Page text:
Abstract

This thesis presents four-quadrant CMOS current-mode multiplier architectures based on the bipolar Gilbert cell multiplier architecture. Multipliers are designed using the CMOS subthreshold region to take advantage of the subthreshold exponential I-V relationship that closely matches bipolar modeling. It is discovered that biasing to remove drift current components and to address higher order effects such as ideality factor mismatch, threshold mismatch, body effect, and short channel effects, is important to provide a linear multiplier. It is also shown that distortion caused by device size mismatch and offset input currents can be used to cancel the distortion introduced by drift currents when designing in weak and moderate inversion. This concept allows for linear multiplier designs with larger input currents which results in dramatic improvements in bandwidth over traditional weak inversion circuits. Three multiplier circuits are simulated and fabricated in an AMIS 0.35-um process. Circuits with less than 1 % nonlinear error and distortion (THD) across 100 % dynamic input range and with bandwidths greater than 100 MHz can be built. Also, low power multiplier solutions are presented that consume less than 40 nW of dynamic power.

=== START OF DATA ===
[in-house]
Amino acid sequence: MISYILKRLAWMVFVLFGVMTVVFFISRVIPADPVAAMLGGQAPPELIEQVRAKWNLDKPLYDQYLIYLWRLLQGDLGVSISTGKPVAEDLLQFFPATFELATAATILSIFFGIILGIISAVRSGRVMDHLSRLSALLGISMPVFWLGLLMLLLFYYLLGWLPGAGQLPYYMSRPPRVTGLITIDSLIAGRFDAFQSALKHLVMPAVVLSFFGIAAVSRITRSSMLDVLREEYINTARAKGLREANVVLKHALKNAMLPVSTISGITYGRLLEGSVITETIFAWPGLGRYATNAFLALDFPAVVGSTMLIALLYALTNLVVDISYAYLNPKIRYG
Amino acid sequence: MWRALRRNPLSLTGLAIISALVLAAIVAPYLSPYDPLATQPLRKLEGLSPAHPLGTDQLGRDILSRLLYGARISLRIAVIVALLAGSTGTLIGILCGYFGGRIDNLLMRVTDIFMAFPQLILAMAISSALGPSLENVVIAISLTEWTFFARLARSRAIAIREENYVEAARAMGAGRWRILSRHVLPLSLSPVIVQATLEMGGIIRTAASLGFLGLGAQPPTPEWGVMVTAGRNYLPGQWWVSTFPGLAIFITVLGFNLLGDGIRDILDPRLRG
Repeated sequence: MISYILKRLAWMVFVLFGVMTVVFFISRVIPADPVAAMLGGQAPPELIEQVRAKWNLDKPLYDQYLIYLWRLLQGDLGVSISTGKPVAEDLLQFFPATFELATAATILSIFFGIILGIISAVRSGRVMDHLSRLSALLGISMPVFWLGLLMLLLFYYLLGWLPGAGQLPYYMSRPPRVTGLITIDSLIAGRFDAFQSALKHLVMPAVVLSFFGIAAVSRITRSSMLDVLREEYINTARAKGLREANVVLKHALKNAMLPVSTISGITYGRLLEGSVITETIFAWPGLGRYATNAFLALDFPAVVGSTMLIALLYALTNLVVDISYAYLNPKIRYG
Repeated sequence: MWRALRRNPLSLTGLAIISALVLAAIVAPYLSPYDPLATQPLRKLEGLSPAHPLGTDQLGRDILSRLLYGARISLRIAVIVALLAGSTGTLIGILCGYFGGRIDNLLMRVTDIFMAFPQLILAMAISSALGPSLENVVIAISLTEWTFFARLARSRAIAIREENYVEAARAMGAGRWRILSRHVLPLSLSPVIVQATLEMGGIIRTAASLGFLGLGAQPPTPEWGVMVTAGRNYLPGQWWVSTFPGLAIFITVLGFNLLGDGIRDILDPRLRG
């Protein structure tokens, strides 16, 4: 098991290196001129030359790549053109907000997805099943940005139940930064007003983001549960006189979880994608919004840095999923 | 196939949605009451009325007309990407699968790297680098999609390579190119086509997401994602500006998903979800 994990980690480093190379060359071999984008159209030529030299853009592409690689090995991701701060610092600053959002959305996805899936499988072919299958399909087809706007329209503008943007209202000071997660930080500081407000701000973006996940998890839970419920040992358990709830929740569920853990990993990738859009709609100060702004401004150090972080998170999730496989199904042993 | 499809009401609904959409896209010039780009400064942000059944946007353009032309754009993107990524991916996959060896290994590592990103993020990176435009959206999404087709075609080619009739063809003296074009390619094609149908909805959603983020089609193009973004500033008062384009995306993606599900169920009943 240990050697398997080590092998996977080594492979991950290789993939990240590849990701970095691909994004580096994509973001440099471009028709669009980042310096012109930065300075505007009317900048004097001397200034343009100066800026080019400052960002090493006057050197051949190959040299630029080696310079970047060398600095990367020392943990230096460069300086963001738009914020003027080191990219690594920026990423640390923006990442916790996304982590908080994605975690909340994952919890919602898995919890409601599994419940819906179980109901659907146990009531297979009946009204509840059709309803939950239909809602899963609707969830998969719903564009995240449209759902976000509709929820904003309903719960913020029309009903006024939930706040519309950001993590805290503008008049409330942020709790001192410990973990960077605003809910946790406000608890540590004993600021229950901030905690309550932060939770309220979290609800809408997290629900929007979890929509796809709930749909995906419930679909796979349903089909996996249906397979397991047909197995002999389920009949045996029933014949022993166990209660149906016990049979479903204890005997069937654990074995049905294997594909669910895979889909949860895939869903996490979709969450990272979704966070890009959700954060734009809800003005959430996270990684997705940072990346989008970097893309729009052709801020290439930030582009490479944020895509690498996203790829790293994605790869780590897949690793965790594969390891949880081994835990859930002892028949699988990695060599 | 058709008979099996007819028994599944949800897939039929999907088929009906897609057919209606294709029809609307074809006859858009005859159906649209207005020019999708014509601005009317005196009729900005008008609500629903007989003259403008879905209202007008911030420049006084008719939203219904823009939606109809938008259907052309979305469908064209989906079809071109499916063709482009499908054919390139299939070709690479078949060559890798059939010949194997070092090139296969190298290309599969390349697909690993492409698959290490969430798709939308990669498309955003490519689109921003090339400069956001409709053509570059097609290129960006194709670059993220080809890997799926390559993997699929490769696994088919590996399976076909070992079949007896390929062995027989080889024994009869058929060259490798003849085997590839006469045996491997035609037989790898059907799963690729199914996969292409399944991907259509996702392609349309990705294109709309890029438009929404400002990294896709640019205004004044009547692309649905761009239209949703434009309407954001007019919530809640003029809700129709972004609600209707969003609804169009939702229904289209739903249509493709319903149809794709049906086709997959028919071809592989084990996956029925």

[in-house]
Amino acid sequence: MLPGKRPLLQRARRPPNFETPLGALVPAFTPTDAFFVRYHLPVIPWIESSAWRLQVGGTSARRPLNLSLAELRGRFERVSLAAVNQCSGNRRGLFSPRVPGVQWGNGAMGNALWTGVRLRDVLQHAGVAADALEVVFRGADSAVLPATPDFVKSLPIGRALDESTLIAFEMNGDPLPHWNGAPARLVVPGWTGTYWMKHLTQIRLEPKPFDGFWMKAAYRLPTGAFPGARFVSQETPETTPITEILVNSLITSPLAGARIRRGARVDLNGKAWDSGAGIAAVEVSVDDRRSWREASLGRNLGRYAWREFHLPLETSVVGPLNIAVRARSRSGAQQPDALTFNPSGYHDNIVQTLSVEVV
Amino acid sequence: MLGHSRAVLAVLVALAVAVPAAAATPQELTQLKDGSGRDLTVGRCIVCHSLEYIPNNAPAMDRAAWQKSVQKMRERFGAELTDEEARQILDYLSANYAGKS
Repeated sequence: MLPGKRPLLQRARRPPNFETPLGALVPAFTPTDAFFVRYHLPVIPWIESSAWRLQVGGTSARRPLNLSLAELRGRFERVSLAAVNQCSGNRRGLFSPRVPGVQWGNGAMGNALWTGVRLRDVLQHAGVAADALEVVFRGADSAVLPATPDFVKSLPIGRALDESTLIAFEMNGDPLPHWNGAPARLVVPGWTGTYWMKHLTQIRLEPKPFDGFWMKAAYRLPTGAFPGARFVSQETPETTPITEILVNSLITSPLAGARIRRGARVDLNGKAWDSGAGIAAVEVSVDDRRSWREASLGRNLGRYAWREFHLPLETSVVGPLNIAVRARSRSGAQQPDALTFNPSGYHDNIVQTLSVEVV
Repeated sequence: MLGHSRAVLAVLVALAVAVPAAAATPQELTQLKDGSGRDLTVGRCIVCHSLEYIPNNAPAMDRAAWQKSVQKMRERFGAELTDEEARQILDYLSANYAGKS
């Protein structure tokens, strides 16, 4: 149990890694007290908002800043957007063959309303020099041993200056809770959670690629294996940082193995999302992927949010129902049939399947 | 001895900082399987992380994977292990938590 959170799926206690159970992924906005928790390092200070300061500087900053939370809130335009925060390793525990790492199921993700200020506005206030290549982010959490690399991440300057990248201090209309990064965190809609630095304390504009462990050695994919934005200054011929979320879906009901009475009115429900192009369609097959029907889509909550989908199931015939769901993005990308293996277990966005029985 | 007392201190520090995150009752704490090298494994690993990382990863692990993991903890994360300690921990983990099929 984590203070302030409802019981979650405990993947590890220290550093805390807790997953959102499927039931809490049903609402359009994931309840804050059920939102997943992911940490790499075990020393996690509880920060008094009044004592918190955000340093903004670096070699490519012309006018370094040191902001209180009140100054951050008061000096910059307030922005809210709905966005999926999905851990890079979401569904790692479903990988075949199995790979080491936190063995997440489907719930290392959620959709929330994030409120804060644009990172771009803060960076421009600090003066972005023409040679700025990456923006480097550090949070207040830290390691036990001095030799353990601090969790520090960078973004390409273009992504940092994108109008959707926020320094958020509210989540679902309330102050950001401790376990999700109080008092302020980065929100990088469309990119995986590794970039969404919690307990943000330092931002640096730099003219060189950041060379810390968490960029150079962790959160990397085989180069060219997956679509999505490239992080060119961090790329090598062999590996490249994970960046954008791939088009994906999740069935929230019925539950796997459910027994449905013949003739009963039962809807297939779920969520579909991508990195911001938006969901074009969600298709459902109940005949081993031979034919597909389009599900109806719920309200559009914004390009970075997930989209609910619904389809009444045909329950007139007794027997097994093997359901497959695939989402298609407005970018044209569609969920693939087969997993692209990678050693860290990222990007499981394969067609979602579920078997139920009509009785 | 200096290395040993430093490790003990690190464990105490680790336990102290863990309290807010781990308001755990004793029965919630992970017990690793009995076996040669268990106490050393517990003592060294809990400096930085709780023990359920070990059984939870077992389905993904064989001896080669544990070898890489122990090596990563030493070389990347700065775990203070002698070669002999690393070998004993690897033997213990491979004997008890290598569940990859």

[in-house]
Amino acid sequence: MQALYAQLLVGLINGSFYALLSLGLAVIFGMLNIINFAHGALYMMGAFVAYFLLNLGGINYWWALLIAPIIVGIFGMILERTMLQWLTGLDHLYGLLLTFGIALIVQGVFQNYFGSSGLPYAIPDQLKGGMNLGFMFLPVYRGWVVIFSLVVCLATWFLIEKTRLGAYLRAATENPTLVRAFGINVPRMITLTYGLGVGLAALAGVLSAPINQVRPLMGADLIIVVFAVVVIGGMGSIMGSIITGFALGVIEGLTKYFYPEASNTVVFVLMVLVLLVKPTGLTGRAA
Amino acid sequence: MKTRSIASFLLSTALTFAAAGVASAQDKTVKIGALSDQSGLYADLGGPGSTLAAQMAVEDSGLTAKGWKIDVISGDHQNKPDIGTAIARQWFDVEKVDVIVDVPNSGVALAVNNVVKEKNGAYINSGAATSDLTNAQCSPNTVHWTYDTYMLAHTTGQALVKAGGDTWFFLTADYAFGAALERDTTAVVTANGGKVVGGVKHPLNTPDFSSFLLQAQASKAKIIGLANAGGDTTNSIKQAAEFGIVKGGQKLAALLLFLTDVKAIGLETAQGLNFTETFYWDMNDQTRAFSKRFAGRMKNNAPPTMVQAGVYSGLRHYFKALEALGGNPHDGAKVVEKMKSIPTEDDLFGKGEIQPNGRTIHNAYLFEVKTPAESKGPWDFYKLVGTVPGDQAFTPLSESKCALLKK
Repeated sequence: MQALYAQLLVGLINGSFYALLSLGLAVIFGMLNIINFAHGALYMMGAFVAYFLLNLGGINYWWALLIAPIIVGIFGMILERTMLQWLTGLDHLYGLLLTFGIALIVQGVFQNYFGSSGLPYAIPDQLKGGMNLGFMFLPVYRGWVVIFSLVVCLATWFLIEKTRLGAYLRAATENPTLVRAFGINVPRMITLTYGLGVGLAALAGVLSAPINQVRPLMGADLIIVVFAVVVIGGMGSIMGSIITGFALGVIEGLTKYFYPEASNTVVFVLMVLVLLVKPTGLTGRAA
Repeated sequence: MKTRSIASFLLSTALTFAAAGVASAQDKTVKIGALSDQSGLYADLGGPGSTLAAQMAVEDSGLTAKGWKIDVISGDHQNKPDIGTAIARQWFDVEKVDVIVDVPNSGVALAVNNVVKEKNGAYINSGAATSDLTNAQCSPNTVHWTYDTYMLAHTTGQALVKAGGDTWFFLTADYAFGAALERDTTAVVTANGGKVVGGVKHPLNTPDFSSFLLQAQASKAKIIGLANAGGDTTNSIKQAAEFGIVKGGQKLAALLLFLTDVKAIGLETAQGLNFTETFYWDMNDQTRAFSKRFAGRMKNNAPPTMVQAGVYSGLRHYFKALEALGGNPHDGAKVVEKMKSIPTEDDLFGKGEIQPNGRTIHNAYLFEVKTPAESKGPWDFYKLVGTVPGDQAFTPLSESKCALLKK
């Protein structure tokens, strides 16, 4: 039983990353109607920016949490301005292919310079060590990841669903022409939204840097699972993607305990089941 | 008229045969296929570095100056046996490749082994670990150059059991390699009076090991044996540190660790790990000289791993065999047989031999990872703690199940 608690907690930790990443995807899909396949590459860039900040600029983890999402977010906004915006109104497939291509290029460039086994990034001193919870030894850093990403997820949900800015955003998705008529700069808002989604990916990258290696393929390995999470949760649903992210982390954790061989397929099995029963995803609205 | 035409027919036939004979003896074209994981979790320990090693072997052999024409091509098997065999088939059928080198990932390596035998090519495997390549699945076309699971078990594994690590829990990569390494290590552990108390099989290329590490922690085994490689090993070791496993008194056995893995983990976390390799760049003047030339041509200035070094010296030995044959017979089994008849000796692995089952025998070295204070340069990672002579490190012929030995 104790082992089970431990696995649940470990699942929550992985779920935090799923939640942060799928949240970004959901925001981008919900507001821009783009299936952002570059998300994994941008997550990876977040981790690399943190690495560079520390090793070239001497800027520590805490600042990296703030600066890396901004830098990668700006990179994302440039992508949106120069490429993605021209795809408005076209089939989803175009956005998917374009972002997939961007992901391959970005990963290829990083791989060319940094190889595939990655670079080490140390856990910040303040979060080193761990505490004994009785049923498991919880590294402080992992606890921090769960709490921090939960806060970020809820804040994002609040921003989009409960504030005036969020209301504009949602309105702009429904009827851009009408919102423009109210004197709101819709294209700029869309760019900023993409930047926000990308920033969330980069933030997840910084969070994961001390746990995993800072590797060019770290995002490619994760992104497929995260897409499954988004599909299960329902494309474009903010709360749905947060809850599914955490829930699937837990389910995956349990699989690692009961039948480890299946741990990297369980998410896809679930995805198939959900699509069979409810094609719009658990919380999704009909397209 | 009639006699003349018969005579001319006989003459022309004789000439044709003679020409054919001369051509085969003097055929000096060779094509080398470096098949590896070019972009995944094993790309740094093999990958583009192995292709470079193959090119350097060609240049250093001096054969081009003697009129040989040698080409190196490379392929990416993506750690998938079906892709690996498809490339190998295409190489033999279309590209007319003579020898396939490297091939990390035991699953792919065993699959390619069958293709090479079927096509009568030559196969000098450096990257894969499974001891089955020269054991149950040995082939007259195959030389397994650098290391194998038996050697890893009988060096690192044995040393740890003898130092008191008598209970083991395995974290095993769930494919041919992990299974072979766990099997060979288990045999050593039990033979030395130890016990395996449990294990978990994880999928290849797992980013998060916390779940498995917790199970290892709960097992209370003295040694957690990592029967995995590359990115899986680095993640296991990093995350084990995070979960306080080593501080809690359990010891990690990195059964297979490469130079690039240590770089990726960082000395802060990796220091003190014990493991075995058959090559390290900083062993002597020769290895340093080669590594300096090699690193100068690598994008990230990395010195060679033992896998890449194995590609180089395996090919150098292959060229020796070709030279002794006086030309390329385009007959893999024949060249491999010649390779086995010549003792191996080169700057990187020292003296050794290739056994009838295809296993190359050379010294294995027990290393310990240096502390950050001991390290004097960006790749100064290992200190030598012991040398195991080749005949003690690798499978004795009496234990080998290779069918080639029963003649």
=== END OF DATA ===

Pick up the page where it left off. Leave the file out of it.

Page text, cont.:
Degree

MS

College and Department

Ira A. Fulton College of Engineering and Technology; Electrical and Computer Engineering

Rights

http://lib.byu.edu/about/copyright/

Date Submitted

2004-11-24

Document Type

Thesis

Handle

http://hdl.lib.byu.edu/1877/etd611

Keywords

CMOS, multiplier, Gilbert cell, subthreshold, weak inversion, moderate inversion, low power, nonlinear error, ideality factor, current-mode, distortion, linear, AMIS

Share

COinS